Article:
Of all those arrests, the TPS has charged only one person with a hate offence, a man they accused of inacting hate by flying the flag of the Popular Front for the Liberation of Palestine (PFLP). The arrest, which Chief Myron Demkiw himself announced at a news conference, set off a wave of articles that named the arrestee and suggested that he promoted terrorism. That one charge turned out to have, by the prosecutor’s own admission, no reasonable prospect of conviction. Lawyer Shane Martínez, who represented the accused, criticized the TPS for unnecessarily publishing his client’s identity. He asked the public to “consider how anti-Palestinian discrimination is manifesting within the Toronto Police, whether the Hate Crimes Unit is being deployed in a politicized manner, and how millions of dollars spent on over-policing demonstrations could be better invested in the community.”

“Hate,” as the PFLP case shows, has been a powerful asset for the Canadian state’s narrative building. Police needed a way to justify their violent crackdowns on pro-Palestine protests and the amount they’re surveilling protesters. The “hate” angle allows the police to claim their attacks on protest are actually part of their fight against “hate.”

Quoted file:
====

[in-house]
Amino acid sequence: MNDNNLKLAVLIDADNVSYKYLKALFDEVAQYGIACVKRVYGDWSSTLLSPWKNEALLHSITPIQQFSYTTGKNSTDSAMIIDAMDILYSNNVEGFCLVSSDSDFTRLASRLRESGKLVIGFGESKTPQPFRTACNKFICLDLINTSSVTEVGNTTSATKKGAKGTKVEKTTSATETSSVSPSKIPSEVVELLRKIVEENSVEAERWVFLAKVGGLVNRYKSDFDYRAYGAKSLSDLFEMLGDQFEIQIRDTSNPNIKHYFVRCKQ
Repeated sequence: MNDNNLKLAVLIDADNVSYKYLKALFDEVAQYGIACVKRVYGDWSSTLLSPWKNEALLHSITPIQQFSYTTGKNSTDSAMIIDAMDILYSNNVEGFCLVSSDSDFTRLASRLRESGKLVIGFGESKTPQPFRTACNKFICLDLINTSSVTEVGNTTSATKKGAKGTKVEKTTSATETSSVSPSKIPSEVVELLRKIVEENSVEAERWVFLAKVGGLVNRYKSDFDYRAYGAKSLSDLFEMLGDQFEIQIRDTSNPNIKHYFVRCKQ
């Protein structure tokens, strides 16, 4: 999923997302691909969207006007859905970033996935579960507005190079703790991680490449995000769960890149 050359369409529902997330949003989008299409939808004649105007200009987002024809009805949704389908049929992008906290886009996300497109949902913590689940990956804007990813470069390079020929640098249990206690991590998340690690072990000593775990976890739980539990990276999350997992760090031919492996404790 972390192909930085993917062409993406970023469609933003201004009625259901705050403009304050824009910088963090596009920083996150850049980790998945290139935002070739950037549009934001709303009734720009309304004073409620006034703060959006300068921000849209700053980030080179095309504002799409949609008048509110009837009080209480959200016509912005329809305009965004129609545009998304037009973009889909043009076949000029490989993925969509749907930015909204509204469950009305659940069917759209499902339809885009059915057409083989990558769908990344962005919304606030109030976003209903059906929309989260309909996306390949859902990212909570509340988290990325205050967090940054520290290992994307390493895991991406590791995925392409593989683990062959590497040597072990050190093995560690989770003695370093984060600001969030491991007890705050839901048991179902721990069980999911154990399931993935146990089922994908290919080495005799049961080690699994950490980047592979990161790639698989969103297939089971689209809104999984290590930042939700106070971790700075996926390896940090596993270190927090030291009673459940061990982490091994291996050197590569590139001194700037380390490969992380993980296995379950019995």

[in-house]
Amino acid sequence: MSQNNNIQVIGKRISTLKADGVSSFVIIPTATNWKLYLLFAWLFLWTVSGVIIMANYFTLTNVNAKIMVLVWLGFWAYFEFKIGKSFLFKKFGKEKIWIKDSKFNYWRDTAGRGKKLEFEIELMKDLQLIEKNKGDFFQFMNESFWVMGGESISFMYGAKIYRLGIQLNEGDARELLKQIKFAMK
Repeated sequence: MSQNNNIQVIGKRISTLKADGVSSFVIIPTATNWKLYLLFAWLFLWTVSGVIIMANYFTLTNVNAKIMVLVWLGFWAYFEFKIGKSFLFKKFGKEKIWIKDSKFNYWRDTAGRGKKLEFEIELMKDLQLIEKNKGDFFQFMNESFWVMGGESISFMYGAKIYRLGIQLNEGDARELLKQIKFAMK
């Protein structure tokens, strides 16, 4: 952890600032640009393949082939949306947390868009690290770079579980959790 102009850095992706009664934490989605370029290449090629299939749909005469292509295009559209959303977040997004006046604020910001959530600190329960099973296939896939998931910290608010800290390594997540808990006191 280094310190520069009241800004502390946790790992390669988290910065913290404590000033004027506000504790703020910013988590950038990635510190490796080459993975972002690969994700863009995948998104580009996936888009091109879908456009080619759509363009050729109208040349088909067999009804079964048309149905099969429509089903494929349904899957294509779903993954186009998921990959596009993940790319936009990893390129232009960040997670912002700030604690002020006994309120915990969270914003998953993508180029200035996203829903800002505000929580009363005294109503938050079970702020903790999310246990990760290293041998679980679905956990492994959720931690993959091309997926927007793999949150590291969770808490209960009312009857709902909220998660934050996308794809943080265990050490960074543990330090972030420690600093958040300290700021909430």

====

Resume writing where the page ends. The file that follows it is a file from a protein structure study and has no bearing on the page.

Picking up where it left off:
Alongside that is “faithwashing,” the framing of Palestine as a religious conflict between Muslims and Jewish people as opposed to a struggle against settler colonialism. The institutionalization of anti-Palestinian and anti-Muslim racism through the war on terror has set the groundwork for bad-faith instrumentalization of Jewish identity.

Portraying a protest as “unacceptable” or an act of “hate” begs the question of enforcement, which always comes down to the police.

Zionist organizations like the Friends of Simon Wiesenthal Center, the Centre for Israel and Jewish Affairs (CIJA), and B’nai Brith insist that protests are “legitimate threat[s] to public safety.” They push for further criminalization in order to protect a singular, politically homogeneous Jewish community. Where they see police as too permissive, they advocate for more criminal laws and restrictions on protest. They frequently evoke racist tropes about “Palestinian terrorism” for that purpose.